Is Wal-Mart Neglecting Responsibilities in Bangladesh?
In November 2012, a fashion factory on the outskirts of Dhaka, Bangladesh — a country surrounded on three sides by India, with the Bay of Bengal to its south — caught on fire, killing at least 117 people and injuring at least 200 more. The factory produced clothing for a wide array of organizations including the U.S. Marines, C&A (an international chain of retail clothing stores headquartered in Belgium), and Wal-Mart (NYSE:WMT).
The fire was the worst at any factory in the country, but the tragedy was overshadowed in April 2013, when the Rana Plaza, an eight-story commercial building also on the outskirts of Dhaka, collapsed, killing 1,129 people and injuring 2,500 more. The collapse is one of the worst garment-factory disasters in history.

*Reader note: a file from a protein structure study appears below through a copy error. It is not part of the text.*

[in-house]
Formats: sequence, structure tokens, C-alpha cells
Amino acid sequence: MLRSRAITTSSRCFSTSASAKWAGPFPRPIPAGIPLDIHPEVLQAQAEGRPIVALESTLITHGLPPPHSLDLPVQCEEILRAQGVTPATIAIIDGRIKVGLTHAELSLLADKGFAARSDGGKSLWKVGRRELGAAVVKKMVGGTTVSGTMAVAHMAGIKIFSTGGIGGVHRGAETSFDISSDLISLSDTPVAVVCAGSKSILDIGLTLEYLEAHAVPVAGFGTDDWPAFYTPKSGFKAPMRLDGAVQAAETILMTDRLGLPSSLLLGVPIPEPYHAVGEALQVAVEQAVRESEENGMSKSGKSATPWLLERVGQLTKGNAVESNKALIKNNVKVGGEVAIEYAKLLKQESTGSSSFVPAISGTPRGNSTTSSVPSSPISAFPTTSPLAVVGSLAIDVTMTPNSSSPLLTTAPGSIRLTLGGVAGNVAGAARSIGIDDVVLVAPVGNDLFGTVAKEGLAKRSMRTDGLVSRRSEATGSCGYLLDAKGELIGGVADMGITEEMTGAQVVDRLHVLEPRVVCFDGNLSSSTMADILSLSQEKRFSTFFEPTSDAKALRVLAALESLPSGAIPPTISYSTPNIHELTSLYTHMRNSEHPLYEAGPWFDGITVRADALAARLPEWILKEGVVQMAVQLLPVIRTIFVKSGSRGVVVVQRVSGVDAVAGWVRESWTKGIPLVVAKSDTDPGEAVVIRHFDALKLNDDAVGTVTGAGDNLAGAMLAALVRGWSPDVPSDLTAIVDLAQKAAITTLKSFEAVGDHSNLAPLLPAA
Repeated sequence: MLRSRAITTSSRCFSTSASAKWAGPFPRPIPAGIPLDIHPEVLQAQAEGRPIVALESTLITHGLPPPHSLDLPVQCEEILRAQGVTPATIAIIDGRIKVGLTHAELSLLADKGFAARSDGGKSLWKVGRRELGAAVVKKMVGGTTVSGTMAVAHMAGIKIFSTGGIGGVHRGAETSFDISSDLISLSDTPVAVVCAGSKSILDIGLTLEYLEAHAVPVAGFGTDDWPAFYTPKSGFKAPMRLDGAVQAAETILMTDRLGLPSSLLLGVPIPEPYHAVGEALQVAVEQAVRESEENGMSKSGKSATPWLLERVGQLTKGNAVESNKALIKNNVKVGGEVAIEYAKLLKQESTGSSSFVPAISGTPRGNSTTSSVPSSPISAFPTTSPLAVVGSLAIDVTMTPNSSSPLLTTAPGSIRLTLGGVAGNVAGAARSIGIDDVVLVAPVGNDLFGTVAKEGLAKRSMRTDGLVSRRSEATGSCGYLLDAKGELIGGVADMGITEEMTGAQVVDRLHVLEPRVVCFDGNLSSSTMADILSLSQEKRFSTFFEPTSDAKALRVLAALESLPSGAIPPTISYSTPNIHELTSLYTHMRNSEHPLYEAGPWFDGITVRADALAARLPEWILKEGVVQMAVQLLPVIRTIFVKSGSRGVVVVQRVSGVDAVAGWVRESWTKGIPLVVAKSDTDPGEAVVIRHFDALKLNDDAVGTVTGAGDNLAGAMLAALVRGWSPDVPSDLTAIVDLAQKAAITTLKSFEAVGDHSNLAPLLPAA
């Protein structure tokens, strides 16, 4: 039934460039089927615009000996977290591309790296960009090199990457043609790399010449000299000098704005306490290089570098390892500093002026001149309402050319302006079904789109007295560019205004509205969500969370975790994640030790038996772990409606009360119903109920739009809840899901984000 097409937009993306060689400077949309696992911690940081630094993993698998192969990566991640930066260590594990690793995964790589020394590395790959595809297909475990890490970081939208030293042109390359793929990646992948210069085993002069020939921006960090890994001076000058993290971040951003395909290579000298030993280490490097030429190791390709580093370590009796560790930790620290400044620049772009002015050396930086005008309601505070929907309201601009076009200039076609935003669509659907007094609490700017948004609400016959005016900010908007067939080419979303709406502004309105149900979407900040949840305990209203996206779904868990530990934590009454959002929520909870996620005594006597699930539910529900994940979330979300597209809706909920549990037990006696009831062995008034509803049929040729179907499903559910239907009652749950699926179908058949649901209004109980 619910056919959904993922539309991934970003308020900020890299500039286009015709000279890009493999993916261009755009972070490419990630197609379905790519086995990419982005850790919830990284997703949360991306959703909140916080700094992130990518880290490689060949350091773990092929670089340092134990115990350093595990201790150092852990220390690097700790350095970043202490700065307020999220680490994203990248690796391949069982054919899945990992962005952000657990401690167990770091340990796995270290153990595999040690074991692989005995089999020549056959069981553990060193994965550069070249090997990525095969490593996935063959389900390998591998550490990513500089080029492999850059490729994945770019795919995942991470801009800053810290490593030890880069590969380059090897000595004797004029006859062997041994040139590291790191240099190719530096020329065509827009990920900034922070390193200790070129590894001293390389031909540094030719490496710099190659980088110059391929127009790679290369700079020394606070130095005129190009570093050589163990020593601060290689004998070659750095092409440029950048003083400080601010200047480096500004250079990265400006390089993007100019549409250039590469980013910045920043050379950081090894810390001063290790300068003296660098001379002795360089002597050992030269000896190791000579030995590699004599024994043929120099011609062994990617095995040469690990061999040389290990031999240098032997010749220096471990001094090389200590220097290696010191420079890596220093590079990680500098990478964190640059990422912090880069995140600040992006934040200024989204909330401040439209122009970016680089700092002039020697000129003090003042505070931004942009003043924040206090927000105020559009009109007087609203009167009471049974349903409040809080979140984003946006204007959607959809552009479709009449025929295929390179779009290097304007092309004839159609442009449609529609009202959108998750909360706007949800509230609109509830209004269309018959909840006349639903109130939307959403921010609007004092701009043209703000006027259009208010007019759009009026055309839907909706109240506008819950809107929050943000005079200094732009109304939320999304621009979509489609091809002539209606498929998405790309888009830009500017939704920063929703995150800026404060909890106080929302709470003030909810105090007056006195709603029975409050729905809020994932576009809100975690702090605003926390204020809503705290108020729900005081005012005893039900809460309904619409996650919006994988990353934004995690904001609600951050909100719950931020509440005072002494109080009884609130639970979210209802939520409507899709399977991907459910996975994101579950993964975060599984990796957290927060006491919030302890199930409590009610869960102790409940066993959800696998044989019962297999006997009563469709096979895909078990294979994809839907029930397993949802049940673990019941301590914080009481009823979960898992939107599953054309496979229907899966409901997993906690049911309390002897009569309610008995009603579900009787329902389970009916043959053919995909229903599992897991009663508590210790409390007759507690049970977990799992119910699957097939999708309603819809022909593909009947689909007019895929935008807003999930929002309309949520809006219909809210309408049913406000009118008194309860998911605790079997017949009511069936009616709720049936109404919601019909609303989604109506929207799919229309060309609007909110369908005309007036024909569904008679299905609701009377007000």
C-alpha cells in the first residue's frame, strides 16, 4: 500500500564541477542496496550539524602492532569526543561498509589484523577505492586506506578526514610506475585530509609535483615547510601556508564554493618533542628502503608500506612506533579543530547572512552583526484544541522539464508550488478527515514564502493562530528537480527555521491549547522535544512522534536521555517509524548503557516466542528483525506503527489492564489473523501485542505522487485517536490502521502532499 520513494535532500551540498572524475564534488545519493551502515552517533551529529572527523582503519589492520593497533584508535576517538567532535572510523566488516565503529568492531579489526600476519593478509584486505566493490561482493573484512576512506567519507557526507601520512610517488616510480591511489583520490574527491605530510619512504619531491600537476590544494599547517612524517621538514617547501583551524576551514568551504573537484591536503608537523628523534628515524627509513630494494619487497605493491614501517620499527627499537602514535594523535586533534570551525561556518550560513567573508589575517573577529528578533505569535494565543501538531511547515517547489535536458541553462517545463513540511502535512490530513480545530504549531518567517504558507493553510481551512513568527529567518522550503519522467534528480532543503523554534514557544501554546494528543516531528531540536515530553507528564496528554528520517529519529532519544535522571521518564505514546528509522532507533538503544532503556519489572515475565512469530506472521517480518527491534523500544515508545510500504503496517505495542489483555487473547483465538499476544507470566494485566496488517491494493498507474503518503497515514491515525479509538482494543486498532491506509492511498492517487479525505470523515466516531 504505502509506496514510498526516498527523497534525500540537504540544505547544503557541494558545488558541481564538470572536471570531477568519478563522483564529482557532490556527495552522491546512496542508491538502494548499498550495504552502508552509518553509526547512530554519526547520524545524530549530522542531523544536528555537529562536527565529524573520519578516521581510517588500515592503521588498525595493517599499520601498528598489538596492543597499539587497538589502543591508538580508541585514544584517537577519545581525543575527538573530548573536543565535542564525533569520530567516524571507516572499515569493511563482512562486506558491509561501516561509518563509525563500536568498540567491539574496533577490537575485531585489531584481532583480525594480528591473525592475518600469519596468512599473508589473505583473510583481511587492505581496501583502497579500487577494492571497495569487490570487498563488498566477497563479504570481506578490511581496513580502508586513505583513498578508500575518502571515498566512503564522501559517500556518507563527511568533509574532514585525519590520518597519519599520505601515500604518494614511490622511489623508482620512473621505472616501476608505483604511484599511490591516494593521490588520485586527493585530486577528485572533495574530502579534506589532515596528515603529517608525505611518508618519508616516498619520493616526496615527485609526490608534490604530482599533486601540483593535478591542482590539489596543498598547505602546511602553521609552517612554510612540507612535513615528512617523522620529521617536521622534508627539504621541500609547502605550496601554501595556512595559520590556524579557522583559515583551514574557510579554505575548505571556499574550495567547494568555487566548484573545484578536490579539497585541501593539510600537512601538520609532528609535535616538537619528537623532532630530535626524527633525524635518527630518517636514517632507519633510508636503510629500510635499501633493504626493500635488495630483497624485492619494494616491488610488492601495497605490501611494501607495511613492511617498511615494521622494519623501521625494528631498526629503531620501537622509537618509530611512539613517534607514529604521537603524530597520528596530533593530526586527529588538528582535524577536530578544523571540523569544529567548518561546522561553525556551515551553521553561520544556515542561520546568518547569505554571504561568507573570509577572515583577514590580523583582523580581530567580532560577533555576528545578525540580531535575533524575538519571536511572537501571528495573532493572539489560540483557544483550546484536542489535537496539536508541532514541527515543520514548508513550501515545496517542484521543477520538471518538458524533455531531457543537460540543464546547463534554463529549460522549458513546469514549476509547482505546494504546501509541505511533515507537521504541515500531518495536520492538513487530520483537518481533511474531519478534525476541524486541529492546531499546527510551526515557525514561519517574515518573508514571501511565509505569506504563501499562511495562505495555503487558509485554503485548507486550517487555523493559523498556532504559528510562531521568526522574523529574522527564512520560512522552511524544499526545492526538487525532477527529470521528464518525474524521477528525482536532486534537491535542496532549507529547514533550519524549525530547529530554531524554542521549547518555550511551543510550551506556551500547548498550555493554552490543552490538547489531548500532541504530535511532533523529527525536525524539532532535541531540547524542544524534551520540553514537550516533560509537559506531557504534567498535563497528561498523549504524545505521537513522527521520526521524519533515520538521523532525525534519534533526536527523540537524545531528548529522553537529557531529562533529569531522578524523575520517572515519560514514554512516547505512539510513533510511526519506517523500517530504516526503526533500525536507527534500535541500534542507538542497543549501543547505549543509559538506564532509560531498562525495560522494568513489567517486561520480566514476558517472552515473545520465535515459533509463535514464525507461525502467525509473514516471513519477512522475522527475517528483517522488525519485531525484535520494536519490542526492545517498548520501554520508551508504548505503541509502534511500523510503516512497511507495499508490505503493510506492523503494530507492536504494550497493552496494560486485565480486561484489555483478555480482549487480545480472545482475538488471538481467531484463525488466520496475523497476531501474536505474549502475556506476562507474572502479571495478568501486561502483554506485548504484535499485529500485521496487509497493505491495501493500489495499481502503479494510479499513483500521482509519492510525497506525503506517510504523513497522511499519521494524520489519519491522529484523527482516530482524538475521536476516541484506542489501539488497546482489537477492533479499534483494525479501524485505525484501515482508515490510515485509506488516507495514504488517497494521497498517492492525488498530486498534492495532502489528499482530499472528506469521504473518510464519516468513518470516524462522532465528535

Together, the events helped pull the international spotlight to Bangladesh, the second-largest clothing exporter in the world behind China, with as many as 3.6 million people employed in the industry. Victims of the disasters, advocacy groups, and the public have banded together to put pressure not just on the factory operators, but on the brands and retailers who keep them in business, to push for improved working conditions.